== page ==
> 250-SIZE 104857600 250-PIPELINING 250 HELP mail from:<> size=5000
> body=8bitmime 501<> size=5000 body=8bitmime: malformed address:
> size=5000 body=8bitmime may not follow<>
>
> You get the same result if you provide a return path.

First off, just sent you directly a test message so we can set up to do
some off-list testing - hopefully come back with better info, less chatter.

Because ... Optioned ON or OFF, I am having a hard time getting my arms
around seeing 8BITMIME as a noteworthy problem.

A) RFC permissives aside, 8BITMIME doesn't seem to be all that common in
actual use. Most 'trouble' reports are stale, and I see that as improved
MUA handling, not MTA changes.

Exim may be odd-man out with 8BITMIME optioned OFF - but it has NOT so
far become a global pariah for that behaviour.


B) I can't find much in the way of reports as to what real-world app
even *creates* 8BITMIME. Or how often.

I can't find a sample to test with, either.

C) Most current MUA even if 'fed' 8 bit-anything seem to be predisposed
to ass u me the worst, and wrap it as quoted-printable.
In the MUA, not the MTA.

D) Taken as STIPULATED that QP conversion may or may not suit the
recipient's MUA environment, it should still pass transparently THROUGH
the bowels of both MTA, if so optioned. Spam filtering against know
incidents of abuse remain separate issues.

Or perhaps not.

Optioning 8BITMIME OFF by default may have already saved many Exim
systems from extra WinCrobe/phish grief. And with no harm.

Hold THAT thought...

Otherwise, when PH said that Exim was 'not a protocol converter' I take
that as guidance as well as observation.

IMNSHO, Exim should remain transparent AND NOT *become* a protocol
converter.

So long as that is the case, MTA functionality is less vulnerable AND
arm's length disinterested third-party aloof positioning enhances the
reputation of said MTA for NOT munging stuff.

Good stuff, both.

Any conversion/encoding problems are placed back onto the shoulders of
the end-point correspondents - just the same as a .doc file created in
MS office is not expected to be readable on a MAJMAP-1100 system.
That was, after all, one of the aims of MIME, was it not?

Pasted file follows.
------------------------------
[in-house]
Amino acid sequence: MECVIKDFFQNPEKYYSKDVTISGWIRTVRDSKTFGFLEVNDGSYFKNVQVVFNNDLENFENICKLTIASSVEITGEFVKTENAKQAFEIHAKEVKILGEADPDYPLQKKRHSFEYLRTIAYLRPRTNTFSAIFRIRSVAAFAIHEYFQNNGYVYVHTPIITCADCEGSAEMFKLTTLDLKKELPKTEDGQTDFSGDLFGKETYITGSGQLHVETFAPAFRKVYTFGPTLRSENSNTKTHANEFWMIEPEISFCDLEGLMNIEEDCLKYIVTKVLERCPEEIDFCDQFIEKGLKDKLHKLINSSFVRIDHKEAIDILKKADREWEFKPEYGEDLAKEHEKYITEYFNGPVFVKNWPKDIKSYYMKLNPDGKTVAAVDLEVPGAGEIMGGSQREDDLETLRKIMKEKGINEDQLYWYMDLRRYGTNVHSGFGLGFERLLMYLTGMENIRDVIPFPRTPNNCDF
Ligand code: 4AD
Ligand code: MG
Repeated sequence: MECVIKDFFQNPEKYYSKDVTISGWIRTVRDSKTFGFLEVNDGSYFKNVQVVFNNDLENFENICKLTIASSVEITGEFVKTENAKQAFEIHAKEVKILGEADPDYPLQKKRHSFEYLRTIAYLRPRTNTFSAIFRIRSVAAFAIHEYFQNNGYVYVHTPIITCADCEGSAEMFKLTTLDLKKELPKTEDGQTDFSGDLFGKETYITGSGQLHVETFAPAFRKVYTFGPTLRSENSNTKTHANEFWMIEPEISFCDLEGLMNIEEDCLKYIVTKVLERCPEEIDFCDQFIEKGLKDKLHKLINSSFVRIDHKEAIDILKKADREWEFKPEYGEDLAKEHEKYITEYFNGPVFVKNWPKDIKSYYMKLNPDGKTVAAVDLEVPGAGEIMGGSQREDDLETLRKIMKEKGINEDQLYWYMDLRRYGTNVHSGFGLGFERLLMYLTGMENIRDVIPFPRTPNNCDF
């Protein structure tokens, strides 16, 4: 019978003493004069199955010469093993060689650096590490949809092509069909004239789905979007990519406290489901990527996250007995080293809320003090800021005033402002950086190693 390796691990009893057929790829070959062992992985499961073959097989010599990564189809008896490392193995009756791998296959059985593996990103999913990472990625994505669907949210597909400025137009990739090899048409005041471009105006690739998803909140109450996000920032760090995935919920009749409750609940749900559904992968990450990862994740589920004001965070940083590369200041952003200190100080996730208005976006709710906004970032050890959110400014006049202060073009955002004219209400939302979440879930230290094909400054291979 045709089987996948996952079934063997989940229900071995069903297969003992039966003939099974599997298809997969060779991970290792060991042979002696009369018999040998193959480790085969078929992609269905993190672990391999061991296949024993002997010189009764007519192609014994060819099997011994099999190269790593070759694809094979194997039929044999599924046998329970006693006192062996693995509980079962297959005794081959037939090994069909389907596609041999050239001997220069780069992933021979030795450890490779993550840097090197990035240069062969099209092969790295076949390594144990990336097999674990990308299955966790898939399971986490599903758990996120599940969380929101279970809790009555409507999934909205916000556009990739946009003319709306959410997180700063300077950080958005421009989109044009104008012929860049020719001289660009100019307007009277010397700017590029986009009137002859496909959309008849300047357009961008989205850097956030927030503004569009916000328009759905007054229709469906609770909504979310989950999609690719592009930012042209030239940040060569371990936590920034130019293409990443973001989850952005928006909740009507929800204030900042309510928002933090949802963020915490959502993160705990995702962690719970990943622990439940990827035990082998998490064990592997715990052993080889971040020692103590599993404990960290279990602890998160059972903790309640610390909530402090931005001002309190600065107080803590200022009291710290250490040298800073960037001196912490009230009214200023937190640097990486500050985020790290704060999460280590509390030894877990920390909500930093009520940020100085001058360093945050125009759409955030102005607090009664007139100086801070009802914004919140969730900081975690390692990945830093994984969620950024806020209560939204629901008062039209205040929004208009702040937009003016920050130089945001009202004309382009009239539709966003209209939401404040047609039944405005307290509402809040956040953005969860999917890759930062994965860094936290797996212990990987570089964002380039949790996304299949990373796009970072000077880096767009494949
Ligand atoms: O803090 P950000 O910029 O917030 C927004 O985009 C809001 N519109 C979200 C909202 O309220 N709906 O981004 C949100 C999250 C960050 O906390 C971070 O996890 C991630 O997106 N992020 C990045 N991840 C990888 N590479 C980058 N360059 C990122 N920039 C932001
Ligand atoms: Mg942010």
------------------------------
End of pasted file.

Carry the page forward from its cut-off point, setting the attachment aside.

One has always needed more than just an undamaged file.
One needs the tools to utilize it.

Except for headers, those are not really IN the MTA. It is mere
plumbing. Intelligent plumbing, yes. But nonetheless a transport, not a
consumer.

Other than tools to convert between and among various text encodings,
and perhaps html, extra tools aren't ordinarily in the MUA, either. One
detaches an attachment and onpasses to outboard editors or display tools
to USE it.

So - still trying to find the beef' on this issue.

Where else should I look?

Bill

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wbh at conducive

May 20, 2011, 4:18 AM

Post #38 of 41 (1048 views)
Permalink
Re: Exim 5.x [In reply to]

Phil Pennock wrote:
> -----BEGIN PGP SIGNED MESSAGE-----
> Hash: RIPEMD160
>
*snip*

Phil, we are on the same song-sheet on this one!

Sitting (mostly) in Asia, 8-bit, especially UTF-8, is dear to us, and
has not been a problem AT ALL with defaults. Nor with Qmail before Exim.
nor Courier-MTA. So it has been over a dozen years and 8BITMIME has not
bitten OURazz.

But after turning ON 8BITMIME, experimenting with DJB's site and a few
others, I came to the conclusion that punycode et al aren't just
'...baroque..'.

They just have to be the byproduct of a collective misuse of banned
substances, as the 'cure' is worse than the disease!

FAR worse..

> That, or at some point in the next year I'll drink enough whiskey to
> decide to tell some people where they can stick their idiot 7-bit
> systems

Fact is, hardware AND software-wise, most have already made the trip.
And long since. Any remaining damn well SHOULD be pushed off their perch.

> and just commit a change defaulting accept_8bitmime to on, then
> after the next release of Exim take a month-long holiday from the
> Internet to avoid the flame-wars until they settle down and everyone
> realises that in fact, DJB is right, Phil Hazel was right to refuse to
> implement protocol conversion and people are making a big fuss about a
> non-issue.
>

Why wait?

Give me a physical ship-to off-list, and I'll furnish the first bottle
or two to hasten the process.

Hope you don't mind single-malts. I am woefully ignorant about blends,
and wouldn't want to *harm* anyone...

;-)

Best,

Bill

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iane at sussex

May 20, 2011, 7:38 AM

Post #39 of 41 (1049 views)
Permalink
Re: Exim 5.x [In reply to]

>>
>